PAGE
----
Writings HomeTrixie Home

Reprinted from the Chicago Tribune, 2002.
Reproduced with permission of the copyright owner. Further reproduction or distribution is prohibited without permission.

The Chicago Tribune, Womanews section
Published January 30, 2002

"Real women belong on film"

By Therese Shechter

Special to the Tribune

PARK CITY, Utah -- As three male companions and I
exited a screening of a campy Thai western on the Sundance Film Festival's last
night, we were swarmed in the lobby by a group of 20-somethings competing in a
video scavenger hunt.

Having just convinced an obliging young man to allow them to tape him as he
stripped to his underwear, they were now on the hunt for the next item on their
list: "a director." The team noticed us and, running over, asked of the three young
guys in turn, "Are you a director? Are you a director?"

"I'm a director," I said over and over again to no avail. Not one person thought to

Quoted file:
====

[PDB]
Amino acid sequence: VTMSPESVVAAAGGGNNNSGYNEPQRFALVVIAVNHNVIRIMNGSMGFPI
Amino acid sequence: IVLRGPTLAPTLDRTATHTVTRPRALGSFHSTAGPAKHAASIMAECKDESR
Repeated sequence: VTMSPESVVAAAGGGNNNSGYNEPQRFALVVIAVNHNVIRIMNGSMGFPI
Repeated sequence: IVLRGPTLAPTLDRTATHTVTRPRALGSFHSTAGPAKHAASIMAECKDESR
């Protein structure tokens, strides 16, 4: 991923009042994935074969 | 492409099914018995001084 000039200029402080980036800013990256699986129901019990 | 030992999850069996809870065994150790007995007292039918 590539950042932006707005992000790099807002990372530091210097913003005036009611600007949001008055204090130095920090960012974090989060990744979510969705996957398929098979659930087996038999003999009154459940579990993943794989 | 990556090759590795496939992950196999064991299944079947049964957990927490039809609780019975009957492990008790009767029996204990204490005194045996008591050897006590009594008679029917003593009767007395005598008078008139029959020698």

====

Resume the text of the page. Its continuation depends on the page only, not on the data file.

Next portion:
ask--or even notice--me, the lone woman of the group.

By the time one of the women on the team finally heard me, I was annoyed and
considered offering a short but instructive lecture on the prevalence of sexism in
the film industry. But it was late, so I obliged them. Besides, they felt pretty
embarrassed about the whole thing. And I got some pleasure in telling them on
tape that the documentary I was directing was about reconnecting to feminism.

Still, it was an ironic and disconcerting experience. Here I was at the 2002
Sundance Film Festival, a year distinguished by the huge participation of female
filmmakers--28 percent of this year's films had women at the helm, up from 9
percent only two years ago. At the very moment I was struggling to get on the
scavenger hunt radar, almost all of the top Sundance prizes were being given out
to films by and about women at a venue across town.

Some of the highlights: Rebecca Miller's "Personal Velocity" won the Dramatic
Jury Prize, "Daughter From Danang," by Gail Dolgin and Vicente Franco, won the